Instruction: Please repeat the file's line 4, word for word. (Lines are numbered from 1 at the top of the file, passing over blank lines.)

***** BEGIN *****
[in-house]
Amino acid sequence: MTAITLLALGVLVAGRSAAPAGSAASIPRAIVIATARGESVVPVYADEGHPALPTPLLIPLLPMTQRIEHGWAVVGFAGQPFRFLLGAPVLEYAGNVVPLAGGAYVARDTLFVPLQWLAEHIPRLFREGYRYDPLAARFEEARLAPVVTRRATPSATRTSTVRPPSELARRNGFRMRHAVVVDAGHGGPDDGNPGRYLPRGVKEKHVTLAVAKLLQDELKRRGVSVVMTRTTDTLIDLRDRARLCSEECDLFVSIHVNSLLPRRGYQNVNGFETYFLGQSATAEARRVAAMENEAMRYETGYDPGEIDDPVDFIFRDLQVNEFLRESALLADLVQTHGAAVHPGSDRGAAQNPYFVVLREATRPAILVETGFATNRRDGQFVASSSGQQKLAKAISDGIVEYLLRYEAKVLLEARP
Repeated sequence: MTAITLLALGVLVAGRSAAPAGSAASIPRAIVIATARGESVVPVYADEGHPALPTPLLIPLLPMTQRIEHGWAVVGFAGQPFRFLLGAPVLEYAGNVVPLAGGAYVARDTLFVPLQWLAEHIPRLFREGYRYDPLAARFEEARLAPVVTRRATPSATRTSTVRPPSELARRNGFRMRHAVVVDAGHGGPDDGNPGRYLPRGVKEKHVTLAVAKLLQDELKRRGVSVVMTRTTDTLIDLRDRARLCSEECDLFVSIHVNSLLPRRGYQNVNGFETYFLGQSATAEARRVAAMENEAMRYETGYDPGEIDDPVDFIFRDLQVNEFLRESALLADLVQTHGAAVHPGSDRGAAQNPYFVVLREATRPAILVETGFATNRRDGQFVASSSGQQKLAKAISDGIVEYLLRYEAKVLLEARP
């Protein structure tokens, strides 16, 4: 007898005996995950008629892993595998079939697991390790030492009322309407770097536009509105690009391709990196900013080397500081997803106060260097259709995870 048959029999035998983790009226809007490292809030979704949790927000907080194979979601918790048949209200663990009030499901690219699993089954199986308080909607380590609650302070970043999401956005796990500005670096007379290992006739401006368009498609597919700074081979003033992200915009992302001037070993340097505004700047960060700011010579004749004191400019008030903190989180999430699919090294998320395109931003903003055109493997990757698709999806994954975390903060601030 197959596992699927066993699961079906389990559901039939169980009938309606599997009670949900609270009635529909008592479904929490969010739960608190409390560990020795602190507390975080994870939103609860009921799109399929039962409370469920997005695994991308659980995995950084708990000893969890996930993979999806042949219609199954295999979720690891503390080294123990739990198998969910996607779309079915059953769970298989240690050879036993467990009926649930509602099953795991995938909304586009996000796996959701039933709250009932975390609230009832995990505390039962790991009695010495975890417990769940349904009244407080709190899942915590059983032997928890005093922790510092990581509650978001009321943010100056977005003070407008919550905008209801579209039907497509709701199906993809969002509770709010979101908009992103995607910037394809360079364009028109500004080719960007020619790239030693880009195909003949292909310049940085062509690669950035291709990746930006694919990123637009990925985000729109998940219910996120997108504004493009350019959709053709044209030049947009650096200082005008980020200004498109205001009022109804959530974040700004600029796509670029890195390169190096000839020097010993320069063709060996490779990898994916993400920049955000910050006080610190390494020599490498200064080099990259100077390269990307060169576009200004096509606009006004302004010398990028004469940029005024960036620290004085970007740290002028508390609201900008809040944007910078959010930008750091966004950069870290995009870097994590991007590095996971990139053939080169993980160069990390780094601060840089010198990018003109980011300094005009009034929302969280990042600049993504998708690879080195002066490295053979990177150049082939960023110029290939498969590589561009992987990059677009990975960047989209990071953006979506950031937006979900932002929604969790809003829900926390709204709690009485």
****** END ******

């Protein structure tokens, strides 16, 4: 007898005996995950008629892993595998079939697991390790030492009322309407770097536009509105690009391709990196900013080397500081997803106060260097259709995870 048959029999035998983790009226809007490292809030979704949790927000907080194979979601918790048949209200663990009030499901690219699993089954199986308080909607380590609650302070970043999401956005796990500005670096007379290992006739401006368009498609597919700074081979003033992200915009992302001037070993340097505004700047960060700011010579004749004191400019008030903190989180999430699919090294998320395109931003903003055109493997990757698709999806994954975390903060601030 197959596992699927066993699961079906389990559901039939169980009938309606599997009670949900609270009635529909008592479904929490969010739960608190409390560990020795602190507390975080994870939103609860009921799109399929039962409370469920997005695994991308659980995995950084708990000893969890996930993979999806042949219609199954295999979720690891503390080294123990739990198998969910996607779309079915059953769970298989240690050879036993467990009926649930509602099953795991995938909304586009996000796996959701039933709250009932975390609230009832995990505390039962790991009695010495975890417990769940349904009244407080709190899942915590059983032997928890005093922790510092990581509650978001009321943010100056977005003070407008919550905008209801579209039907497509709701199906993809969002509770709010979101908009992103995607910037394809360079364009028109500004080719960007020619790239030693880009195909003949292909310049940085062509690669950035291709990746930006694919990123637009990925985000729109998940219910996120997108504004493009350019959709053709044209030049947009650096200082005008980020200004498109205001009022109804959530974040700004600029796509670029890195390169190096000839020097010993320069063709060996490779990898994916993400920049955000910050006080610190390494020599490498200064080099990259100077390269990307060169576009200004096509606009006004302004010398990028004469940029005024960036620290004085970007740290002028508390609201900008809040944007910078959010930008750091966004950069870290995009870097994590991007590095996971990139053939080169993980160069990390780094601060840089010198990018003109980011300094005009009034929302969280990042600049993504998708690879080195002066490295053979990177150049082939960023110029290939498969590589561009992987990059677009990975960047989209990071953006979506950031937006979900932002929604969790809003829900926390709204709690009485």